The Malta Independent 22 January 2021, Friday

Women’s contribution to the pandemic needs to be acknowledged

Giulia Magri Wednesday, 17 June 2020, 10:25 Last update: about 8 months ago

“Without women’s invisible, unpaid labour at home taking care of children, sick and elderly and women front liners, the whole country would have spun into chaos,” a study by the Consultative Council for Women’s Rights (CCWR) reads.  The Council underlined that the contribution of women to the pandemic needs to be taken on board and rewarded, and that, in the near future, budgets and services should be reviewed with a ‘gender lens.’


The CCWR published a position paper on the Effects of COVID-19 on women in Malta, looking into how the virus has affected women on an economic, social and health scale. Due to lockdown measures, women found themselves at home, expecting to continue working whilst also taking care of children or elderly families at home, whilst continuing domestic chores. The position paper looks into how COVID-19 has affected women through different areas such as economy, mental wellbeing, housing, domestic violence, and reproductive health.


Special support needed for women in business who struggle in a post-COVID economy

The Council called for special support to be provided to those women in business who might be struggling to recovery in a post-COVID-19 economy. The council highlighted that women find it harder to garner the necessary funding to start up, set up or evolve their business model. “CCWR suggests that an agency or a section within Malta Enterprise needs to be assigned with experienced individuals who can give female owners the needed help to re-organise or re-start a business if this fails post-COVID.”

The council also stressed that salary supplements should continue until the economy rebounds, and not be halted after a period of time. The Council reflected that in April 2020, there was an increase in unemployment rate among workers and are worried that a number of women have been affected by this and are suffering from unemployment.

The paper stated that there is a possibility that the pandemic might lead to severe job losses in sectors dominated by women, such as tourism, retail and cleaning. The Council also reflected on the situation of migrant and undocumented female migrants who might have faced added difficulty due to the pandemic. The Council calls for research and data on how different women were affected regarding employment.

Looking at the COVID-19 social benefits, a large number of women applied for the Parent’s Benefits. “When schools and childcare facilities closed during the pandemic, women were forced, pushed out of the workplace.”


Services and support for victims should not be deprioritized after the pandemic

With regard to domestic violence, one of the recommendations provided by the Council is that the authorities need to provide many more resources to women’s organisations and shelters. “The services and support needed by victims should not be deprioritized during and after the pandemic. Shelters and related support services are essential services.”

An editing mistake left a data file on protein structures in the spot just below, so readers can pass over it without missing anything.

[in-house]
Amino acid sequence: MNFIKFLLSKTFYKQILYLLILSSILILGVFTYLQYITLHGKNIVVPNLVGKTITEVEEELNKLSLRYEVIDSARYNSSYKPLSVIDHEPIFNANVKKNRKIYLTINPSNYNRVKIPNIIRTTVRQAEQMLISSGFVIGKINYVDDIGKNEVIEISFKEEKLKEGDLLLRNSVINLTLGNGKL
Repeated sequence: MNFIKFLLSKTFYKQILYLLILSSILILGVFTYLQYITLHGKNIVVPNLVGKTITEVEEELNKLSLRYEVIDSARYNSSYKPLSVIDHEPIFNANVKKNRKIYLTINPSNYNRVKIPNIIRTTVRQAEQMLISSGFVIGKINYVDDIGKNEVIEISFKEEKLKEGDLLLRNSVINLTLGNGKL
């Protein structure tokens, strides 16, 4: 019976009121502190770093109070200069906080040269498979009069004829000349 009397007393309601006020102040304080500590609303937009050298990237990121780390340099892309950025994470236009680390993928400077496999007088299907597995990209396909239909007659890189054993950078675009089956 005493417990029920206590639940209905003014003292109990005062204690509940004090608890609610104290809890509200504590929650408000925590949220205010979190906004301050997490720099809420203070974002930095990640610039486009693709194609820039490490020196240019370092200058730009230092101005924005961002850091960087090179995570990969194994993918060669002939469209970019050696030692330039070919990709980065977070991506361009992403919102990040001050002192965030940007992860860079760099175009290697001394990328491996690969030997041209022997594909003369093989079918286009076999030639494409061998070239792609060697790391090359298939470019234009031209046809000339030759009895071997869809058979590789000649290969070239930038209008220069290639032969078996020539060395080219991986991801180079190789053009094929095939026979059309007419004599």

The council highlighted that victims already find it had to ask for help, even more during lockdown. The Council said the authorities should be well prepared and aid women’s organisations and shelters with extra space if there is a second wave.

The Council also recommended a one-time emergency fund to help women with disabilities who are escaping an abusive relationship, so that they can acquire the medicine they had to leave behind when escaping.

On the note of sexual and reproductive healthcare, the Council highlighted that Malta needs to be prepared and not be affected by a shortage of medical supplies, especially when it comes to contraception and hormone therapy for trans women. The Council also recommended the delivery of contraceptive pills to women at home or at an address which is most convenient to them; especially for women with young children or mobility issues who might find it hard to access pharmacies. “Malta needs to set up a virtual health care service available in multiple languages to allow patients to access sexual and reproductive health services. This can help free up overloaded health systems, during and after the pandemic.”


More awareness on changing gender roles

“Covid-19 can be an opportunity to change things for the better.” The paper highlighted that, due to the pandemic, teleworking and remote working were doable and many companies adapted a more flexible work arrangements, which helped families greatly. The Council called that there is a change in traditional discourse around caring, household chore and that there are awareness raising campaigns on the matter.

The Council said a considerable number of women were essential workers and healthcare front liners, and that now it is essential that caring is given more value. “Care workers should be paid better, and their work valued.” The Council called that there are gender sensitive research studies to look into how men and women were affected different to COVID-19. “Data is important for policy makers. It is time for policy makers to adopt an intersectional approach and depart from a one size fits all approach.”



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